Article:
In 1910 St. Helena was the proud recipient of a handsome granite and bronze animal drinking fountain, donated by the National Humane Alliance after persistent entreaties by the St. Helena Women’s Improvement Club. The fountain was installed in the street at the corner of Adams Street and Oak Avenue near Robert Walker’s Blacksmith shop (see photo above). The large drinking bowl on top was for horses, and overflow pipes fed two smaller bowls imbedded in the base that served dogs and cats. Ironically, a car (“horseless carriage”) overturned the fountain one dark and stormy night in 1920. The fountain was undamaged and, after much community debate, was re-located near the Southern Pacific depot on Railroad Street.
The fountain was eventually renovated and moved to its permanent home in Lyman Park, and was re-dedicated at the 1976 St. Helena Centennial celebration. This beautiful fountain still stands in Lyman Park as a reminder of the important role that horses played in the early days of our town.
St. Helena Public Library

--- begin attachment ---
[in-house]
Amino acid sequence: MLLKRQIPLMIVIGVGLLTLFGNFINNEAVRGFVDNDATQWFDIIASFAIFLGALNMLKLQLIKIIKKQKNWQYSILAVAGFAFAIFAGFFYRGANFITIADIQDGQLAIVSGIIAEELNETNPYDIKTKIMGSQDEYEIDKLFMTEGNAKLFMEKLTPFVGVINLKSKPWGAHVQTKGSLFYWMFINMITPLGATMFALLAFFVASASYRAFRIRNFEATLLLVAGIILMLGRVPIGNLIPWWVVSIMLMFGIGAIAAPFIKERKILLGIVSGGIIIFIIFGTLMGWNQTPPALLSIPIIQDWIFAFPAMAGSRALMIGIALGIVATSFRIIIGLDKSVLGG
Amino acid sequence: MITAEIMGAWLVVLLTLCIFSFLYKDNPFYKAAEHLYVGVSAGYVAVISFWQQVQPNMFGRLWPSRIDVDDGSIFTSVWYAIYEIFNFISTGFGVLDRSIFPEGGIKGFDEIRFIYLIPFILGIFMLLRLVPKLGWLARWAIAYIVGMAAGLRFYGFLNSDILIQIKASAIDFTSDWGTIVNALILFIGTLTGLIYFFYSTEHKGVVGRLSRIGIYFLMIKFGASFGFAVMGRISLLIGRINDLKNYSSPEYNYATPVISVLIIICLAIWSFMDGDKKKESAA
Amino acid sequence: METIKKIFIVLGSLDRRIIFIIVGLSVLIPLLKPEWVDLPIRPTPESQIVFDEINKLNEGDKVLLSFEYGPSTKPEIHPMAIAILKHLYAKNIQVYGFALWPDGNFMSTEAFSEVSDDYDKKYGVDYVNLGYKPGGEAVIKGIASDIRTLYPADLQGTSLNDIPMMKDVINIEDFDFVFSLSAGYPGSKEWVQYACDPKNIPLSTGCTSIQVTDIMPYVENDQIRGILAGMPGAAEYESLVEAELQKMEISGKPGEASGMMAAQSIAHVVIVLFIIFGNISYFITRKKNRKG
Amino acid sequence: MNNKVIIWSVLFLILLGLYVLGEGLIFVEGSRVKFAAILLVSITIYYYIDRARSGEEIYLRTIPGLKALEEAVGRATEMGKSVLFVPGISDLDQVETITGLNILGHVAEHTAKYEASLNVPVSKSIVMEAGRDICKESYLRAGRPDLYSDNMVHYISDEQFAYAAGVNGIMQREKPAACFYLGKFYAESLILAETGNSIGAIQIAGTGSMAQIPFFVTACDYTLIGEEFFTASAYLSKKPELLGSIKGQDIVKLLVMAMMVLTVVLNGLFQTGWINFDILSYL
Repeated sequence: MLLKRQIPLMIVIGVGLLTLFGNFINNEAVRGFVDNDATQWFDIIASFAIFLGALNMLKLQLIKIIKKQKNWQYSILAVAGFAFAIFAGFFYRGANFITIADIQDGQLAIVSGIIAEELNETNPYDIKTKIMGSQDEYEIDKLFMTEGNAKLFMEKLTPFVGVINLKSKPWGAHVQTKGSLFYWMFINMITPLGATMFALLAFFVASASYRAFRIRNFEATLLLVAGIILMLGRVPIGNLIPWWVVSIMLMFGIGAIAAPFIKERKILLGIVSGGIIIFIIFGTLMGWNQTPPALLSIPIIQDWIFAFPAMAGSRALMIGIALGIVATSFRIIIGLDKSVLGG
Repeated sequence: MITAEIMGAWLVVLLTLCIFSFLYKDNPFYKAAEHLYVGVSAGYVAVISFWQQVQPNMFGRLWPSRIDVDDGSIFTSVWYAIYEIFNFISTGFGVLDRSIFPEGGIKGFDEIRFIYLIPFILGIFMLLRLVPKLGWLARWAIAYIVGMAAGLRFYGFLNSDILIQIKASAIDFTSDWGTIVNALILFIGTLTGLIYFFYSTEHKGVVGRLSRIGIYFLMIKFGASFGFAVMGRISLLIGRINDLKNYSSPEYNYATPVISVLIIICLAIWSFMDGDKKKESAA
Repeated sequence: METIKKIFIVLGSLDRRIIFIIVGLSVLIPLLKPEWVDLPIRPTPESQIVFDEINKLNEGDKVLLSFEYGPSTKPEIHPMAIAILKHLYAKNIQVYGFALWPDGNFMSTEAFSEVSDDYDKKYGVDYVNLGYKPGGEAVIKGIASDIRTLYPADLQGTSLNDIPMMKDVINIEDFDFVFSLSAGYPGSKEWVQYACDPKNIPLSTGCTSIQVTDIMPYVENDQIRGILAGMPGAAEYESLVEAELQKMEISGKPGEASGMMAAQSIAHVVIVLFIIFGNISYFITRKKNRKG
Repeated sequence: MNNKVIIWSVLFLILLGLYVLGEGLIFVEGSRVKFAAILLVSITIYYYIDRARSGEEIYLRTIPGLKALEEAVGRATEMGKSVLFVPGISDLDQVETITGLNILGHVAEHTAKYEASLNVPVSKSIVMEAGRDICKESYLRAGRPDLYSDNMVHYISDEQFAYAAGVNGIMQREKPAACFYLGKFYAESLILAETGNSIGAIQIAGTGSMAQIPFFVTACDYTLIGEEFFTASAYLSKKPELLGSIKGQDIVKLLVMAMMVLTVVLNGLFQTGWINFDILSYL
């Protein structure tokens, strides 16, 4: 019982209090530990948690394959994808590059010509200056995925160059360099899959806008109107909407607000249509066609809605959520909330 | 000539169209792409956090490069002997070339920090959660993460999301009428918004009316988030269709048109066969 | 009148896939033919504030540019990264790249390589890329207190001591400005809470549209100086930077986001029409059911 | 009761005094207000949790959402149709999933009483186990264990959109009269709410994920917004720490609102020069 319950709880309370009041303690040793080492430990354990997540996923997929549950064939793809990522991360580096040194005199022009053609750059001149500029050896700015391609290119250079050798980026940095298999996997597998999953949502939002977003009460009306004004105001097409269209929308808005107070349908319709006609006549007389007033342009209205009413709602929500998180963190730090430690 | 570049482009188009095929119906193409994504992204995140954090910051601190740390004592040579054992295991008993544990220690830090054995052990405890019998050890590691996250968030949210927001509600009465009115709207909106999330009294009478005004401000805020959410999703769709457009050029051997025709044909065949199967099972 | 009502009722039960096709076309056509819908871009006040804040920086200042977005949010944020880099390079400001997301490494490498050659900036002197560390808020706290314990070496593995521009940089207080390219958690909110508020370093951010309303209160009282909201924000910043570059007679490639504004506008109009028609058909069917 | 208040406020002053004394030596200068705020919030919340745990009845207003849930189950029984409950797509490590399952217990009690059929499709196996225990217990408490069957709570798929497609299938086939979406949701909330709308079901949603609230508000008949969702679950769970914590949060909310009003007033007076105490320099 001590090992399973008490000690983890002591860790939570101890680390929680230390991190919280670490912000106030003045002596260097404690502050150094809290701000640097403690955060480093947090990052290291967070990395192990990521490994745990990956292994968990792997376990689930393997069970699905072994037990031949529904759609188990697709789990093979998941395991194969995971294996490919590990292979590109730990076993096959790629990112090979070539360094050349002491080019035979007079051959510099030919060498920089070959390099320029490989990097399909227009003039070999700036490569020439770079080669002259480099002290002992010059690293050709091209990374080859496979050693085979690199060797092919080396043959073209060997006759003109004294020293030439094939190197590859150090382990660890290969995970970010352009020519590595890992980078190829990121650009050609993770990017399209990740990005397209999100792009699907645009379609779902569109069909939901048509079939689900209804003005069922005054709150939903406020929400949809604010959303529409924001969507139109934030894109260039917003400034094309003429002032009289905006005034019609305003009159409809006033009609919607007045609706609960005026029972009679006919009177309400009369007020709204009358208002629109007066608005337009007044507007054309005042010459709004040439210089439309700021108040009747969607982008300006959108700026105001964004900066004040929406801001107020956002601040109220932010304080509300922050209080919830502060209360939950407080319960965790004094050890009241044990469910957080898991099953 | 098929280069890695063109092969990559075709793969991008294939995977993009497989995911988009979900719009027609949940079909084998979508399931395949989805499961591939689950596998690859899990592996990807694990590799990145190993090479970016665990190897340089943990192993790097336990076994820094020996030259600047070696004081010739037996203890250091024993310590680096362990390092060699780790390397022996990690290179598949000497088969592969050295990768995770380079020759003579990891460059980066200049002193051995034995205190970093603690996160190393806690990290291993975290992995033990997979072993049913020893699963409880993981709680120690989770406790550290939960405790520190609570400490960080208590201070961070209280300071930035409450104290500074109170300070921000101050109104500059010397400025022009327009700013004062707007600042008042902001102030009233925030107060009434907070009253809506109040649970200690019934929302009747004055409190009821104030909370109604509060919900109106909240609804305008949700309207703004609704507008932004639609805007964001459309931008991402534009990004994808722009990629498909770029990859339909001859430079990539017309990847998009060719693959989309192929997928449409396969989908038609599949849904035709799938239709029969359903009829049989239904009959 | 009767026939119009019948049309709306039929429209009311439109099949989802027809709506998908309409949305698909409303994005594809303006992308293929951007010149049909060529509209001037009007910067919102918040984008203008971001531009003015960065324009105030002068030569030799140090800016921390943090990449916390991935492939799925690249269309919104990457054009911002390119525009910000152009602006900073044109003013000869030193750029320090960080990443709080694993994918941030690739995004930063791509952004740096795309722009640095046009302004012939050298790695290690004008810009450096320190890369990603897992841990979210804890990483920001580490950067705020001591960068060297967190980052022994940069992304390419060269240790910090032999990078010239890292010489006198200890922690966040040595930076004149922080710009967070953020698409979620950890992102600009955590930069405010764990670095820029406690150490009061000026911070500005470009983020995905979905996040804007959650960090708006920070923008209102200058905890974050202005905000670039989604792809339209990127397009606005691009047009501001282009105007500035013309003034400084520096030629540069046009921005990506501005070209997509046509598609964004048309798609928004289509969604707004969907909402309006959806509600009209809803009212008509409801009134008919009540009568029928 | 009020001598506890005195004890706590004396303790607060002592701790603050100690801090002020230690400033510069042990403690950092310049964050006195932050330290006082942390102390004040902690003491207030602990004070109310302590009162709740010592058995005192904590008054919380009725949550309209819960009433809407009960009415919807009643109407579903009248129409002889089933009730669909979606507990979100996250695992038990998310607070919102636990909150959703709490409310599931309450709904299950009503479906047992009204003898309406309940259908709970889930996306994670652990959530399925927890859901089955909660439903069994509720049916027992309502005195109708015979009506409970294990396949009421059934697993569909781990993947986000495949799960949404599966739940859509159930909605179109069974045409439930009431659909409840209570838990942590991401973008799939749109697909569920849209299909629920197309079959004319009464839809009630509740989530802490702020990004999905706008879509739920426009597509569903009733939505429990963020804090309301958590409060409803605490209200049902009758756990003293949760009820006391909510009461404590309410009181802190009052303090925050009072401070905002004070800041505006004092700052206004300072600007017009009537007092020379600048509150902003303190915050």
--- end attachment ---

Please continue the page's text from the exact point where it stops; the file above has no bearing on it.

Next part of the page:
Landscaping by Moonlight
By KATHLEEN COELINGH
The Carnegie Foundation granted St. Helena $7,500 in 1908 to construct a new public library at Oak Avenue and Adams Street. Built in the California Mission style, the Carnegie Library remains a source of great civic pride.
To beautify the grounds, the Native Sons of the Golden West planted two date palms by the light of a full moon in April 1909. As reported in the St. Helena Star, at 9 pm the Native Sons marched from their hall to the new library carrying the American Flag and the Bear Flag. A crowd had assembled to witness the ceremonial moonlight planting. With great fanfare, singing, marching, and orations they planted the palms and christened them Colonel Sutter and Colonel Vallejo. Afterward the Woman’s Improvement Club served a late dinner in the library.